Type of Document Master's Thesis Author Beck, Catherine Keel URN etd-08152001-160853 Title Characterization of Spin Coated Polymers in Nano-environments as a Function of Film Thickness Degree Master of Science Department Chemistry Advisory Committee
Advisor Name Title Ward, Thomas C. Committee Chair Dillard, John G. Committee Member Esker, Alan R. Committee Member Keywords
- Polymer Brushes
- Thin films
Date of Defense 2001-07-26 Availability unrestricted AbstractPolymer applications have become more demanding as industry continuously
turns to more microscopic parts. Due to the interactions of the polymer chains with the
supporting surface and the air interface, the thinner films required for such applications
have distinctly different properties than those of the well-defined bulk systems. The goal
of the current research is to elucidate the behavior of ultrathin films. Two separate
studies were performed on thin films supported on silicon wafer substrates: the first
focuses on the viscoelastic cooperativity of thin films, and the second concentrates on the
morphological behavior of polymer brush films.
For the first study, polymethyl methacrylate films were spin coated onto silicon
wafers, and the film thickness was determined using ellipsometry. A series of thin films
were examined using techniques such as dielectric analysis and thermal mechanical
analysis. The theory of cooperativity, which explains polymeric behavior using the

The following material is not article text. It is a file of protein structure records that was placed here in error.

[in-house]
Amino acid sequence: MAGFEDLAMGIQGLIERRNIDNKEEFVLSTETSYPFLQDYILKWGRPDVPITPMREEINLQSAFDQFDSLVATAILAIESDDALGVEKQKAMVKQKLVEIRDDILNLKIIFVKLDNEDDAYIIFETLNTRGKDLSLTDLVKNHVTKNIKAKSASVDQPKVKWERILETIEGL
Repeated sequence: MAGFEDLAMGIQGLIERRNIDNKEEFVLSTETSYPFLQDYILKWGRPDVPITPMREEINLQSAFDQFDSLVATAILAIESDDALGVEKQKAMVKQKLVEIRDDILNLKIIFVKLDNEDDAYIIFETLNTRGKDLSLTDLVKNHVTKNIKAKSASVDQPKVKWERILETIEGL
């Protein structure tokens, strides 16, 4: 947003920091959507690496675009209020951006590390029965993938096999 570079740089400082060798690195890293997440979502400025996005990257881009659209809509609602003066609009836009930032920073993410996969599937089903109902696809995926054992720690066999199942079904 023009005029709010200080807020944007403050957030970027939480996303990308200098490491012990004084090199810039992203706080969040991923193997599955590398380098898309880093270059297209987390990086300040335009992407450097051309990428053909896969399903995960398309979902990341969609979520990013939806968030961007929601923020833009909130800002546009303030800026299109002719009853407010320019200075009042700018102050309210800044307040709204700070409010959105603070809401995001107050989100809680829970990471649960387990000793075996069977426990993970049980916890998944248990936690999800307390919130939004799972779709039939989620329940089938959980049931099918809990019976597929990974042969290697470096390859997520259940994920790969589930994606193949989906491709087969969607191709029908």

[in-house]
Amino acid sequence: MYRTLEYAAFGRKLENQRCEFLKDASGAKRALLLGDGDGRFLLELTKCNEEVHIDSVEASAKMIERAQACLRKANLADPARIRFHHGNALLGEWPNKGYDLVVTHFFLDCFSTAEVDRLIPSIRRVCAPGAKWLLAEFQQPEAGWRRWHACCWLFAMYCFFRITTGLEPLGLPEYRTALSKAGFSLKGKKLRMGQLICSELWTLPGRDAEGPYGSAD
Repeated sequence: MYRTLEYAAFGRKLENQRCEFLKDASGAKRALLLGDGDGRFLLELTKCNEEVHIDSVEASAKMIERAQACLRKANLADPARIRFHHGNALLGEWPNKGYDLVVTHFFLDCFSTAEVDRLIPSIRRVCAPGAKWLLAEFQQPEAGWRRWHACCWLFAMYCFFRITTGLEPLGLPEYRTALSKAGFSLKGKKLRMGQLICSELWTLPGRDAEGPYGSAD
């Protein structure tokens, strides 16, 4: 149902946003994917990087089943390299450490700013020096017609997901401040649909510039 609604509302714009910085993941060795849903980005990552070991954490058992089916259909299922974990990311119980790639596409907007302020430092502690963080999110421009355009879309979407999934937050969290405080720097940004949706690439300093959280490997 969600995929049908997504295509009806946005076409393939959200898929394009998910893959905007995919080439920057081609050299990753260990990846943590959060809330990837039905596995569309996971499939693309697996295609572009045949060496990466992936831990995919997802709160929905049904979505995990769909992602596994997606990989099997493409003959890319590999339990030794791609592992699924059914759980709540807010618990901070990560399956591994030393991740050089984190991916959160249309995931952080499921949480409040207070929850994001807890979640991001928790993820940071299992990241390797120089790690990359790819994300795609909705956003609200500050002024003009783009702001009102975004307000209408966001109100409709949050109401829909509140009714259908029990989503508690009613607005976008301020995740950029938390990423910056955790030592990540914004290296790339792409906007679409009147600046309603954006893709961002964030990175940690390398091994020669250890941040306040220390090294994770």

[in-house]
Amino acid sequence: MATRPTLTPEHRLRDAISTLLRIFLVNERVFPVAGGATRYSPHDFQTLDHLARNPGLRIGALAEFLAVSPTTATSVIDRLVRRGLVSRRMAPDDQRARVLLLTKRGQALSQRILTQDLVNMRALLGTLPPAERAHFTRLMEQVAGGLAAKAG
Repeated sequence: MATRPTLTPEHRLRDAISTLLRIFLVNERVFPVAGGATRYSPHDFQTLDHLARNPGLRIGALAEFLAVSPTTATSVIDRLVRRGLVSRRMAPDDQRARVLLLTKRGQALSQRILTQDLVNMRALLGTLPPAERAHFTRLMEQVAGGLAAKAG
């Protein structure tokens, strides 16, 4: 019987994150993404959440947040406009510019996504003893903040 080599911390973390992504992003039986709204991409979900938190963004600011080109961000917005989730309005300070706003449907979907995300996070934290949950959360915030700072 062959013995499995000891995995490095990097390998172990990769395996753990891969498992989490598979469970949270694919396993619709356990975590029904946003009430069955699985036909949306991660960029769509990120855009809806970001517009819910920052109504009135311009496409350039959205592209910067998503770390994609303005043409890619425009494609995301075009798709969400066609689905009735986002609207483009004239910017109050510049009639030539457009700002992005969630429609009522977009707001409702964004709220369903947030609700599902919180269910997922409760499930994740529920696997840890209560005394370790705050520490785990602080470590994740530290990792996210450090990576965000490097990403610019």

intermolecular and intramolecular forces among polymer chains, was employed to
understand the behavior of these thin films.
Another type of thin film, a polymer brush, was investigated in the second study.
Polymer brushes are formed by chemically bonding one end of many polymer chains to a
substrate. The other ends of the chains can interact with the surrounding environment
creating a brush-like structure. Constraining one end of a polymer chain alters the
behavior of such a thin film. Polymer brushes of the di-block copolymer poly(t-butyl
methacrylate) and polystyrene were produced on silicon wafers using spin coating
techniques. The effects of both grafting density and solvent washes were analyzed using
contact angle analysis and atomic force microscopy. In addition, hydrolysis was
successfully performed on existing polymer brush samples to produce polymer brushes of
the di-block copolymer polymethyl acrylic acid and polystyrene.
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